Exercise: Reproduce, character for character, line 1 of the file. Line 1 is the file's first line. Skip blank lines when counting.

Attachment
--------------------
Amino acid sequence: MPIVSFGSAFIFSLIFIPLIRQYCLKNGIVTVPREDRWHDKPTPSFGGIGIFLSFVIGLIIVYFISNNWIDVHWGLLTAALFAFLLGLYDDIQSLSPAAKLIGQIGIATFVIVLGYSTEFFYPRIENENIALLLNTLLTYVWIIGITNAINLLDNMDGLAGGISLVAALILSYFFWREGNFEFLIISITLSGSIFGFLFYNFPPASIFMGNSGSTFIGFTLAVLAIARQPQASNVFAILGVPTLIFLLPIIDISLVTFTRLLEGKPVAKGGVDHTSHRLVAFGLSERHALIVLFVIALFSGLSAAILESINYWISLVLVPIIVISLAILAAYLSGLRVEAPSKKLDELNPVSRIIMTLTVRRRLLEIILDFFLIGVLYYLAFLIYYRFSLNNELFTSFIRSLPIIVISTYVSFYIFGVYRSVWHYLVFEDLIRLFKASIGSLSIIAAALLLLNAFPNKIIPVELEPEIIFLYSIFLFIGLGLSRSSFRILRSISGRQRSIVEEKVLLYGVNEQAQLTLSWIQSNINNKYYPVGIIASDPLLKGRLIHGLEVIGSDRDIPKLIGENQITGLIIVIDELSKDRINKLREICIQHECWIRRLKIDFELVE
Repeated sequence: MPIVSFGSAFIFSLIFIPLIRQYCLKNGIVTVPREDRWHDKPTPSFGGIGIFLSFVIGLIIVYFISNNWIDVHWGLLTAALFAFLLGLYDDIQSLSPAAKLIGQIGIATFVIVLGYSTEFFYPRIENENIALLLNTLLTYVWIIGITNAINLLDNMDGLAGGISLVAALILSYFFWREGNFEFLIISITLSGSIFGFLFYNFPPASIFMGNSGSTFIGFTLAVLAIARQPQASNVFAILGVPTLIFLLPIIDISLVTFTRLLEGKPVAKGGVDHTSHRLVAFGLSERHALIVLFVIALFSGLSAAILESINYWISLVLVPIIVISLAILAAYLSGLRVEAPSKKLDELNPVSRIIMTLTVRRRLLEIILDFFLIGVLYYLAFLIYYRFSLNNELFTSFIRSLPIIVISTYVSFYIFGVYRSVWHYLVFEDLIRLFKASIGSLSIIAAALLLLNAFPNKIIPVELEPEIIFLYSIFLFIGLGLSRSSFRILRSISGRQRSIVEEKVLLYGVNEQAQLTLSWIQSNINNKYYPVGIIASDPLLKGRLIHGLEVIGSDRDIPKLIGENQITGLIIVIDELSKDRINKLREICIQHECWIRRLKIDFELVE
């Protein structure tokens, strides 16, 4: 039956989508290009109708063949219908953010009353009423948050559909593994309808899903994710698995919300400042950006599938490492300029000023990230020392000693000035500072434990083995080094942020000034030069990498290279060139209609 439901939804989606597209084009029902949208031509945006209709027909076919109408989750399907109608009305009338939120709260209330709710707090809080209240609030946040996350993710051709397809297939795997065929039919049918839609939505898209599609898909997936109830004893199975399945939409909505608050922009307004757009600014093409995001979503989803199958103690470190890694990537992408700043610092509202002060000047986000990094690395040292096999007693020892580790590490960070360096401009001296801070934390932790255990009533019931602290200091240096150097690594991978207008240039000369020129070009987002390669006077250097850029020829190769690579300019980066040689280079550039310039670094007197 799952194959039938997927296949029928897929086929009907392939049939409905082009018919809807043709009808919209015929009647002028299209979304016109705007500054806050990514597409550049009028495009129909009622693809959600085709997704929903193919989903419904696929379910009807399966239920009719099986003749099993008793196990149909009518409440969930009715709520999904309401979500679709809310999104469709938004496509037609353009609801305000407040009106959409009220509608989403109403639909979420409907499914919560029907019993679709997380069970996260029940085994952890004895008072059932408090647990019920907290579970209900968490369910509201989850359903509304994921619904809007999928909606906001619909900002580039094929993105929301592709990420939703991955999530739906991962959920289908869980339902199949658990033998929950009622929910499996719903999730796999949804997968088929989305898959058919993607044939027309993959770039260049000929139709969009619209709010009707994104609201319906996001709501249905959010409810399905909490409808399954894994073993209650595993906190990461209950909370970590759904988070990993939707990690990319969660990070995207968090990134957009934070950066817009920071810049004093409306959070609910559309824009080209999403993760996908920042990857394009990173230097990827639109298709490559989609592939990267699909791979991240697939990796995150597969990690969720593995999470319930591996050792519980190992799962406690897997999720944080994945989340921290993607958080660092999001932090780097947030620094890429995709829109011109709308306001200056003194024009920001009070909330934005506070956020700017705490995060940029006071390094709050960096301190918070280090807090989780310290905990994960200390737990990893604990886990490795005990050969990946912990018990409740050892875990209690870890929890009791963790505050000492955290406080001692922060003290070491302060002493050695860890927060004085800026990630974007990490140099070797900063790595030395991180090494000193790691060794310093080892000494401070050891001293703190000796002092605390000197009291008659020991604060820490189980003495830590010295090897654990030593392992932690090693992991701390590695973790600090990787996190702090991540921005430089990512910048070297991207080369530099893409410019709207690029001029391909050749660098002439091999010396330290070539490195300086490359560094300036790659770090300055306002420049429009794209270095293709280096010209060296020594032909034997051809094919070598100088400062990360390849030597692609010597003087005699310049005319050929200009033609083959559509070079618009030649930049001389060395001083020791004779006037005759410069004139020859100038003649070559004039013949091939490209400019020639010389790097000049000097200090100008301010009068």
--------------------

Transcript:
Amino acid sequence: MPIVSFGSAFIFSLIFIPLIRQYCLKNGIVTVPREDRWHDKPTPSFGGIGIFLSFVIGLIIVYFISNNWIDVHWGLLTAALFAFLLGLYDDIQSLSPAAKLIGQIGIATFVIVLGYSTEFFYPRIENENIALLLNTLLTYVWIIGITNAINLLDNMDGLAGGISLVAALILSYFFWREGNFEFLIISITLSGSIFGFLFYNFPPASIFMGNSGSTFIGFTLAVLAIARQPQASNVFAILGVPTLIFLLPIIDISLVTFTRLLEGKPVAKGGVDHTSHRLVAFGLSERHALIVLFVIALFSGLSAAILESINYWISLVLVPIIVISLAILAAYLSGLRVEAPSKKLDELNPVSRIIMTLTVRRRLLEIILDFFLIGVLYYLAFLIYYRFSLNNELFTSFIRSLPIIVISTYVSFYIFGVYRSVWHYLVFEDLIRLFKASIGSLSIIAAALLLLNAFPNKIIPVELEPEIIFLYSIFLFIGLGLSRSSFRILRSISGRQRSIVEEKVLLYGVNEQAQLTLSWIQSNINNKYYPVGIIASDPLLKGRLIHGLEVIGSDRDIPKLIGENQITGLIIVIDELSKDRINKLREICIQHECWIRRLKIDFELVE